Angharad’s research focuses on developing critical approaches to our knowledge and understanding of nationalism. This includes understanding the way politics becomes anchored around the nation-state under modernity and engaging alternative historical and cultural understandings of politics, subjectivity and citizenship. This work was presented in her first single-authored book, The Persistence of Nationalism: from imagined communities to urban encounters (Routledge, 2013). She is now working on a number of projects engaging the role of affect, emotion and the senses in enabling and legitimising ideas about national identity. This has led to write about the relationship between politics and art, performance, dance and theatre. In 2018-19, she was recipient of a Leverhulme Research Fellowship for a project studying ‘National Affects: Towards a Cultural Politics of Atmospheres’. Angharad is primarily concerned with investigating different ways of understanding how we live in common, which resist a national framework.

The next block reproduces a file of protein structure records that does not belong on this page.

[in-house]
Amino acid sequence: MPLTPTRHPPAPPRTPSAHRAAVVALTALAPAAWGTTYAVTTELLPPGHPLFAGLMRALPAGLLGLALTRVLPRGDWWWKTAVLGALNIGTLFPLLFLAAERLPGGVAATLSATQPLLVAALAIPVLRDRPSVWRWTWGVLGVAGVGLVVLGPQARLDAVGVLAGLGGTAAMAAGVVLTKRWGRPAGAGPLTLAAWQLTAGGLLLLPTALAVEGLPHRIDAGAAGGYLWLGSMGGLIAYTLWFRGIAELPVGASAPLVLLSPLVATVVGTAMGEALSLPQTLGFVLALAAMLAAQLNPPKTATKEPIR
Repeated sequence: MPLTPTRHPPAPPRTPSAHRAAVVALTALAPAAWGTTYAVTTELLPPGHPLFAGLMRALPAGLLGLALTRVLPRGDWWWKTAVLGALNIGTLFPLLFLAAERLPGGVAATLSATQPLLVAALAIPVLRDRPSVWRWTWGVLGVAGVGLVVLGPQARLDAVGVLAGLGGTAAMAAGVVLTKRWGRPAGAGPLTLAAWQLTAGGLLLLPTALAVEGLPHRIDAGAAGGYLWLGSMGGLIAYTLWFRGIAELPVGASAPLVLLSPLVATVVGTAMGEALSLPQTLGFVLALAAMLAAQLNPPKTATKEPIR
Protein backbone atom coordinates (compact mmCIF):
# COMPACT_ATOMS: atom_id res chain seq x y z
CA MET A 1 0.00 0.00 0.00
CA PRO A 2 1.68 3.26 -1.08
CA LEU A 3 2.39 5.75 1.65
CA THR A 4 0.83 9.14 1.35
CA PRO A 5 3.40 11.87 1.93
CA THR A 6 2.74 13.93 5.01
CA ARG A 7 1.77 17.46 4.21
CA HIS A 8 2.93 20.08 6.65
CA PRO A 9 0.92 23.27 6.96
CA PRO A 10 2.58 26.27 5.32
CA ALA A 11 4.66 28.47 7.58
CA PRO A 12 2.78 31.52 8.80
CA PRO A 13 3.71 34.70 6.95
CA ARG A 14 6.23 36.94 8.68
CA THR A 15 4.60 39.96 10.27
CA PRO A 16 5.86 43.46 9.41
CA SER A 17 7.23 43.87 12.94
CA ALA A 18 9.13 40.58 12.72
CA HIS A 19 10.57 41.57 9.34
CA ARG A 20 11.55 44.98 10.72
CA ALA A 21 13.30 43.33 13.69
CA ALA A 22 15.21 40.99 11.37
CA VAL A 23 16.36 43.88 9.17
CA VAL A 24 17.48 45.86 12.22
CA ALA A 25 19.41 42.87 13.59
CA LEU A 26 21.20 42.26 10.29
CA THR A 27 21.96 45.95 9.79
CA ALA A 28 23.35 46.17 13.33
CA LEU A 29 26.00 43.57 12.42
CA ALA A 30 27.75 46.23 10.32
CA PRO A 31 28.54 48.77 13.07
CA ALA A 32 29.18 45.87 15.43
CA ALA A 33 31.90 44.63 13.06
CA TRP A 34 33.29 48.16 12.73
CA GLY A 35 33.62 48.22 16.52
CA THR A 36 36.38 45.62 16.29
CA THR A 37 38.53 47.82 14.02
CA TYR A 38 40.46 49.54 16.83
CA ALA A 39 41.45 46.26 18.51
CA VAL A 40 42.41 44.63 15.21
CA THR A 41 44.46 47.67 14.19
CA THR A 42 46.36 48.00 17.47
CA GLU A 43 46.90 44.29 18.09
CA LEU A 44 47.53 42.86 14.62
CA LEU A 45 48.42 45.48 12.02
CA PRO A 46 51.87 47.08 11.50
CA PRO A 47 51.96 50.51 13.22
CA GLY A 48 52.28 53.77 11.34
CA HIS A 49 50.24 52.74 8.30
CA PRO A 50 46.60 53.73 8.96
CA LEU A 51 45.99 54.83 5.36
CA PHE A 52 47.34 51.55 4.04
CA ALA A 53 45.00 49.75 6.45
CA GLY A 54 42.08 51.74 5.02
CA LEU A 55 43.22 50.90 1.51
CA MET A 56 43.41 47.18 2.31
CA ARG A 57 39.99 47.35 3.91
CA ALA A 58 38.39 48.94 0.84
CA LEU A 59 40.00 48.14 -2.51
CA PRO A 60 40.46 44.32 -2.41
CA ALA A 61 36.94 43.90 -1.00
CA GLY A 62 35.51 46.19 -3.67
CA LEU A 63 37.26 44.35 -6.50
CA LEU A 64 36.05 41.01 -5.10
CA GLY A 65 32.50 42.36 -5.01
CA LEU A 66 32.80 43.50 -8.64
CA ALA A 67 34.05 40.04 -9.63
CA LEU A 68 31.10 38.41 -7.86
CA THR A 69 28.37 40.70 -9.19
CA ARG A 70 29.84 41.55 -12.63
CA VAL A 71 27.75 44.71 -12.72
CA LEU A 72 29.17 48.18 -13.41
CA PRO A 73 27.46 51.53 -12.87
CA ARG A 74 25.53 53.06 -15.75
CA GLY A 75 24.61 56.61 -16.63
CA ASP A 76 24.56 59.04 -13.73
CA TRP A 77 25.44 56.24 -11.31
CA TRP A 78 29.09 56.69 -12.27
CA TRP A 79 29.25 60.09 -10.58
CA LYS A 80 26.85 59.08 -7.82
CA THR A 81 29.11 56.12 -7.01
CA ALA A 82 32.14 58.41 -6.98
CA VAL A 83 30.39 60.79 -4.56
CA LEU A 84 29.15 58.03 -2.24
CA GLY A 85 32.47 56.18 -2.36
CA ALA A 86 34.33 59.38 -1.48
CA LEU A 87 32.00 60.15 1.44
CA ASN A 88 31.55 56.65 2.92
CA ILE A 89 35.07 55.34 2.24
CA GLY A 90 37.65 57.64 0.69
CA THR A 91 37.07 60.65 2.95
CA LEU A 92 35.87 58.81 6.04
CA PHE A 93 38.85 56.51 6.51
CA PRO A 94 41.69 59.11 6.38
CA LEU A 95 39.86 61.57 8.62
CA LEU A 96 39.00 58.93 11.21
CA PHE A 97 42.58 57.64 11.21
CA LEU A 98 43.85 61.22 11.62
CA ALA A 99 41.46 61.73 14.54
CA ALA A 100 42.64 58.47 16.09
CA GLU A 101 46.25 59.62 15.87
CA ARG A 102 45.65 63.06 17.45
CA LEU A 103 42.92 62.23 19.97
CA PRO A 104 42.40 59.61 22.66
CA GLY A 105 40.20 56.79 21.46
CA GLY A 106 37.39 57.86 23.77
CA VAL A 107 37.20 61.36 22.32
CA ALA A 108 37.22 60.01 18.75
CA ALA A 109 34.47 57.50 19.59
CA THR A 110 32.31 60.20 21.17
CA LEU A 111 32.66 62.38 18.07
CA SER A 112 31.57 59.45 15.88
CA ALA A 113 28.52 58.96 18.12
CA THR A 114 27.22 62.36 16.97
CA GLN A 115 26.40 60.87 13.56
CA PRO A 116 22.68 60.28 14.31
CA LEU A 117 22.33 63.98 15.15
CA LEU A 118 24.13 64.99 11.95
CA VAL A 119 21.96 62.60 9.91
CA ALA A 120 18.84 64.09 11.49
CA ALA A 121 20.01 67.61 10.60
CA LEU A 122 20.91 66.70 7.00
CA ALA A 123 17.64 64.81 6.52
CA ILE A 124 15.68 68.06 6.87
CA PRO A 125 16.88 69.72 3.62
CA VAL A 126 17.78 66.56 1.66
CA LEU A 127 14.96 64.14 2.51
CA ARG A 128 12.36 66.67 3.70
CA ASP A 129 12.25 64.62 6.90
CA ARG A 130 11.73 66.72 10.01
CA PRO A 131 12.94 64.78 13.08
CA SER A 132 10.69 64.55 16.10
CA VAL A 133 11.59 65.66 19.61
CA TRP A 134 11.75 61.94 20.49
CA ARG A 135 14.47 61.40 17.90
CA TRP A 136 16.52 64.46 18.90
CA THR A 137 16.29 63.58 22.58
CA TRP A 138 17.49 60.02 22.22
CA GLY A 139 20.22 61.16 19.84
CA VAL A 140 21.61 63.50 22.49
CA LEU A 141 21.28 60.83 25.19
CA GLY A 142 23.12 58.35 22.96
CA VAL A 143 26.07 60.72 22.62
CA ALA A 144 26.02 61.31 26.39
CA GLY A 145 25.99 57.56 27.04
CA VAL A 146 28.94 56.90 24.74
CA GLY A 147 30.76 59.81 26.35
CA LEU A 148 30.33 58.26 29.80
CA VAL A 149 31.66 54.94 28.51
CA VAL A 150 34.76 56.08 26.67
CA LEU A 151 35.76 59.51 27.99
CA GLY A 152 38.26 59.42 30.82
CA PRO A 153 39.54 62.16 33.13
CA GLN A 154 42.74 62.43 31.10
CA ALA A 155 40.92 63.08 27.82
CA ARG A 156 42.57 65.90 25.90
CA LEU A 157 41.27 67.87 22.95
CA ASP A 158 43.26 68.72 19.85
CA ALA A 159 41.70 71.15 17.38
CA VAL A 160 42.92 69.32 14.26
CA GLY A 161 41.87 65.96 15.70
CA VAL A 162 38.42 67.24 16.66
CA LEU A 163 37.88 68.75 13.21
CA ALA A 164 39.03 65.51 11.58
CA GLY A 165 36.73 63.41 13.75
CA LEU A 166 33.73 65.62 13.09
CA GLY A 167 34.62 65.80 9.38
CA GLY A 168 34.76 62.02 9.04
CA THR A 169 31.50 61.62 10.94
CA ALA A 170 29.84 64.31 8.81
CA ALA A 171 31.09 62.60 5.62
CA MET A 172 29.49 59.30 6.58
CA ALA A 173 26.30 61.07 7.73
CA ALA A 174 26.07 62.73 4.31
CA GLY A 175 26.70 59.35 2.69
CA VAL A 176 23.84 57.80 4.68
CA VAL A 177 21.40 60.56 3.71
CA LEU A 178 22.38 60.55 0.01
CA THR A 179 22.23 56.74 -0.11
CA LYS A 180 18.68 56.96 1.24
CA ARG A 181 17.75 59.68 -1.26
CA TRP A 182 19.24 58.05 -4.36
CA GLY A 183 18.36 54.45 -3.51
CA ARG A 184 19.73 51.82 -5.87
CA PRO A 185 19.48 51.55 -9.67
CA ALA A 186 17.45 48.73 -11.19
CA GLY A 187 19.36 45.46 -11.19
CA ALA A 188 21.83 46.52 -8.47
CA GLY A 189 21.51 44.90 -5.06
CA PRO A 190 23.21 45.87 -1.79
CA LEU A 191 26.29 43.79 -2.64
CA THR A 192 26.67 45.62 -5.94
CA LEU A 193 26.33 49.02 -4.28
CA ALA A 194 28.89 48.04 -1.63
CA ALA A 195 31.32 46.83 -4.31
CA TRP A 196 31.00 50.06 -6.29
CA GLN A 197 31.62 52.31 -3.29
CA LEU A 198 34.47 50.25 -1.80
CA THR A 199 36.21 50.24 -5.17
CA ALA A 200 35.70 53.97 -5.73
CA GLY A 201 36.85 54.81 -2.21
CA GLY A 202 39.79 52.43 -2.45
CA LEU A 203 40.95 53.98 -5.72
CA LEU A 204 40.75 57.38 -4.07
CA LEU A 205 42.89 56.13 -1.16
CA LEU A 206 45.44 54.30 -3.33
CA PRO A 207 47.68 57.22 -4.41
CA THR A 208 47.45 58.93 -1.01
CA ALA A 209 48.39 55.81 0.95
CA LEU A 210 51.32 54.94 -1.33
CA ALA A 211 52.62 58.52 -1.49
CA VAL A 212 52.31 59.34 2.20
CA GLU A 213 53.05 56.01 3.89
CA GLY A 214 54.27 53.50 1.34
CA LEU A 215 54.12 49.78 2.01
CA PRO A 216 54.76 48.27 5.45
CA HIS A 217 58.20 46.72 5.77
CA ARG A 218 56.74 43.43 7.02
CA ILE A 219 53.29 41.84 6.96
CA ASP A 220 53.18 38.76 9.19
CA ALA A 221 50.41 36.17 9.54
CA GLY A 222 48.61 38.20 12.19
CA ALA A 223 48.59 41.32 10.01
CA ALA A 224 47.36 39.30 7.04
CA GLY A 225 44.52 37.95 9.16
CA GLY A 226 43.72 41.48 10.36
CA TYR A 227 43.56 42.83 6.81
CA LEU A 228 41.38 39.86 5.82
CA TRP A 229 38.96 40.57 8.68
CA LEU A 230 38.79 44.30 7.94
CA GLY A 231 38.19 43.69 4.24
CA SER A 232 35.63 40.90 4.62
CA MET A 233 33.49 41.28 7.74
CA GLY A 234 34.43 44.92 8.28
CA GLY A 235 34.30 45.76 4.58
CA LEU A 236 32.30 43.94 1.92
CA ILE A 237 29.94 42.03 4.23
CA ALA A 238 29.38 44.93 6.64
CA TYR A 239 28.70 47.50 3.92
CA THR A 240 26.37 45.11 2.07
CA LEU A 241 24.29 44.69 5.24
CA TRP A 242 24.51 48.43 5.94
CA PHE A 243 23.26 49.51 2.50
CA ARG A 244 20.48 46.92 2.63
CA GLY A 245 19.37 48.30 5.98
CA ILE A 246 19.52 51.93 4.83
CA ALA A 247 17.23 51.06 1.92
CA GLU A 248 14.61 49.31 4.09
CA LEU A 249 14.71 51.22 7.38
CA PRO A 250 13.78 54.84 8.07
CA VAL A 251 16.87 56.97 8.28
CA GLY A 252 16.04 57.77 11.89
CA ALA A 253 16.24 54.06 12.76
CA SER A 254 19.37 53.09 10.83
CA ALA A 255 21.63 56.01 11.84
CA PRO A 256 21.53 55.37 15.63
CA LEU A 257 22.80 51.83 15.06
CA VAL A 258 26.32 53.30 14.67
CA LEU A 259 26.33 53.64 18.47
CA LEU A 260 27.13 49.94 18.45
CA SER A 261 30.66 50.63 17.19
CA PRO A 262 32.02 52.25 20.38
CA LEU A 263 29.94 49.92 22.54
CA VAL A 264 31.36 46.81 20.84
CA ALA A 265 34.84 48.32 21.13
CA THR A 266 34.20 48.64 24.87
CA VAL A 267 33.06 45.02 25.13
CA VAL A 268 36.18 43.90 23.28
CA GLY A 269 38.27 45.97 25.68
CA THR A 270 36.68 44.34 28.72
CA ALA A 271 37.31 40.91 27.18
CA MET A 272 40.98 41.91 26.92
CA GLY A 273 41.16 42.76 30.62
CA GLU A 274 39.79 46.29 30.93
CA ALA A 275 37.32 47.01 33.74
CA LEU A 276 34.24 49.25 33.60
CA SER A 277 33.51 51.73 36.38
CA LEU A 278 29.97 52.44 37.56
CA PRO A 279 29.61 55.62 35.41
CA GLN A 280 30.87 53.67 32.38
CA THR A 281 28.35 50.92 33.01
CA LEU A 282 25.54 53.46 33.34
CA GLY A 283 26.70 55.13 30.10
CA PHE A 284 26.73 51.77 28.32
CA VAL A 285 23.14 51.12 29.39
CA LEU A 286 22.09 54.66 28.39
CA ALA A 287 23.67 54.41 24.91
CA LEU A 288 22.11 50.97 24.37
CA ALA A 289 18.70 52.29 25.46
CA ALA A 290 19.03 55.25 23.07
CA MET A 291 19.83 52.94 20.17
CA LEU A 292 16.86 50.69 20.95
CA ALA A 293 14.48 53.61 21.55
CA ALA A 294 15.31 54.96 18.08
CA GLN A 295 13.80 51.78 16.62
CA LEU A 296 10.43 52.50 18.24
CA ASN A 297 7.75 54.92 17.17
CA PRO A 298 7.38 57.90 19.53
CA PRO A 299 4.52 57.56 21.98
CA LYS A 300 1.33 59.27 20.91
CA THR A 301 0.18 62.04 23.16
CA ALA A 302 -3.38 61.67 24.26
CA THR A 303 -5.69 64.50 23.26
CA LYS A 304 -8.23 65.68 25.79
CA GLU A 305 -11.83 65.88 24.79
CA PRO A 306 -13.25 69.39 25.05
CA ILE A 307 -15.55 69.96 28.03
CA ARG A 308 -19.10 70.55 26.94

She has been invited to present her work in Australia, Brazil, Kenya, Japan, the United States and across Europe. In February 2019, she was a Visiting Fellow at the Emerging Technologies Lab, Monash University, Australia. She was a visiting professor at the PUC-Rio Winter School (Rio de Janeiro, Brazil) for PhD students in July 2018 and visiting professor at the Gregynog Ideas Lab (Wales) for PhD students in July 2019. She is a member of the American Association of Geographers and the International Studies Association, and she publishes across the fields of Geography as well as Politics and International Relations in journals including: Environment and Planning D: Society and Space, International Political Sociology, Cultural Geographies, Emotion, Space and Society, and GeoHumanities. From 2014-17 she was assistant editor of the journal, Citizenship Studies. In 2017, she won the ‘Peer Review Prize for Excellence’ of the International Political Sociology journal.